The Eclipse of Urbanism and the Greening of Public Space

Image Making and the Search for a Commons in the United States, 1682–1865

Mark Luccarelli


In The Eclipse of Urbanism and the Greening of Public Space: Image Making and the Search for a Commons in the United States, 1682–1865, Mark Luccarelli pushes past unproductive mind/body debates by rooting the rise of environmental awareness in the political and geographical history of the US. Considering history in terms of the categorical development of space – social, territorial and conceptual – the book examines the forces that drove people to ignore their surroundings by distancing culture from place and by assiduously advancing the dissolution of social bonds. Thus beneath the question of the surround, and the key to its renewal today, is the quest to re-engage the common. The latter is still a part of the approach to space, its arrangement and disposition, and has a necessary environmental dimension.

Concepts of urbanism, place identity, picturesque landscape and nature are part of a larger Western intellectual and cultural context but, by examining the imaging of cities and landscape, Luccarelli links particular American geographic settings – as well as the political ideals and practices of the republic – to the application and aesthetic reading of these ideas. The advocates of these various perspectives shared an aesthetic orientation as a means of redefining or recovering the common. The book looks at various American urban and regional contexts, as well as the work of artists, writers and public figures, including painter and engraver William Birch, Thomas Jefferson, engraver John Hill, Henry David Thoreau and Frederick Law Olmsted. Luccarelli embeds his environmental study in the works of these men and in the course of American history between the planting of the city of Philadelphia and the establishment of Olmsted’s major urban parks.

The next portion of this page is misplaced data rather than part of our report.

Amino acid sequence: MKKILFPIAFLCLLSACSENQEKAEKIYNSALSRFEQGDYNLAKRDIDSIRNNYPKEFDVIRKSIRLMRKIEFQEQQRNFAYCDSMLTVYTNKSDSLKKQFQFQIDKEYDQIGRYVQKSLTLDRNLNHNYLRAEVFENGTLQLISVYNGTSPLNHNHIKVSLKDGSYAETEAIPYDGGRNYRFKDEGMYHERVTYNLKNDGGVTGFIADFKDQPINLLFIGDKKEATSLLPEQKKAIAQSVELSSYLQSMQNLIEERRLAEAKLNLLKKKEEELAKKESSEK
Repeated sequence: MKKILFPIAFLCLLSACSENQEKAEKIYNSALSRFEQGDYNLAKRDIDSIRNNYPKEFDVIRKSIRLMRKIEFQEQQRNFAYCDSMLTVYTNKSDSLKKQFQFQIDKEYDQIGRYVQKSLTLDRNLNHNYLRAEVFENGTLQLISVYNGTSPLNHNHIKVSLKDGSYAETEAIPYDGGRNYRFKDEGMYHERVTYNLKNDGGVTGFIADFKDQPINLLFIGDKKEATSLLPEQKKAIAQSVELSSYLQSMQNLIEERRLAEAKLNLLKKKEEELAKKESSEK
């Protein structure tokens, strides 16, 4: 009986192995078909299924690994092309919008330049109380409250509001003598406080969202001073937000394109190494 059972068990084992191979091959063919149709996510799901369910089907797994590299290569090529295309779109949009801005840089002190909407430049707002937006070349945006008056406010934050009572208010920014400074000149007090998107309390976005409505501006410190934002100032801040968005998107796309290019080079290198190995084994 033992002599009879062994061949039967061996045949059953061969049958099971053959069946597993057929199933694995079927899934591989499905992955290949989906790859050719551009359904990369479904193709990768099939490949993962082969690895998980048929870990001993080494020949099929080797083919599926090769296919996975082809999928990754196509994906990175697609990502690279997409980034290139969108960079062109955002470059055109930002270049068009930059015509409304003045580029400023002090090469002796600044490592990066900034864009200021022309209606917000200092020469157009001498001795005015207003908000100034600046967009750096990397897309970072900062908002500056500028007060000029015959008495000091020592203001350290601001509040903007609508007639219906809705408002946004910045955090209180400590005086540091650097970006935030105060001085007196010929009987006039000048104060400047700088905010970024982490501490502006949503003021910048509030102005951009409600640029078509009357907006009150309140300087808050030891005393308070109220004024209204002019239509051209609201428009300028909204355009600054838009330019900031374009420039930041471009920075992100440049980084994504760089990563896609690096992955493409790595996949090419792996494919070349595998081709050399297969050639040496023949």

This book is full Open Access (CC BY 4.0) through the support of Iowa State University Library.


Read full text on JSTOR.


Mark Luccarelli was born in Princeton, NJ and attended schools there. He holds a doctorate in American Studies from the University of Iowa and taught at Rutgers University before receiving an appointment as Senior Lecturer in American Civilisation at the University of Oslo. Author of Lewis Mumford and the Ecological Region (1995), he is co-editor of Green Oslo (2012) and Spaces In-between (2015) and principal founding member of the NIES, the Nordic Network for Interdisciplinary Environmental Studies.

‘Mark Luccarelli has written a trenchant analysis of why environmentalism has suffered a political decline in the United States since the 1960s, even as the problems it confronts have become more urgent. By linking his argument to the ethics of place, he moves beyond simplistic explanations and develops a global and historical understanding of this American paradox.’

David E. Nye, author of America as Second Creation and Technology Matters

‘Drawing on primary and secondary sources in several fields, Luccarelli shows that 19th-century poets, painters, landscape planners, geographers, and conservationists conceptually “redirect[ed]” … established spatial patterns.’

A.E. Krulikowski Choice

‘an important contribution both to environmental and to urban studies.

Matti O. HannikainenAmerican Studies in Scandinavia

‘… highlights the relationship between nature and fabricated environments from the colonial period through the Civil War.’

Jack Patrick HayesEnvironmental History


1. Philadelphia: Green Urbanism and the Atlantic World.
2. Washington: Territory.
3. The Hudson Valley: Landscape.
4. Maine: The Woods.
5. New York: The Emergence of Green Space.
6. Conclusion: The Reinvention of Green Space?

Publication date, 15 December 2016, 256pp. Colour illustrations.

ISBN 978-1-874267-94-2 (HB) £65.
eISBN 978-1-912186-01-3 (eBook)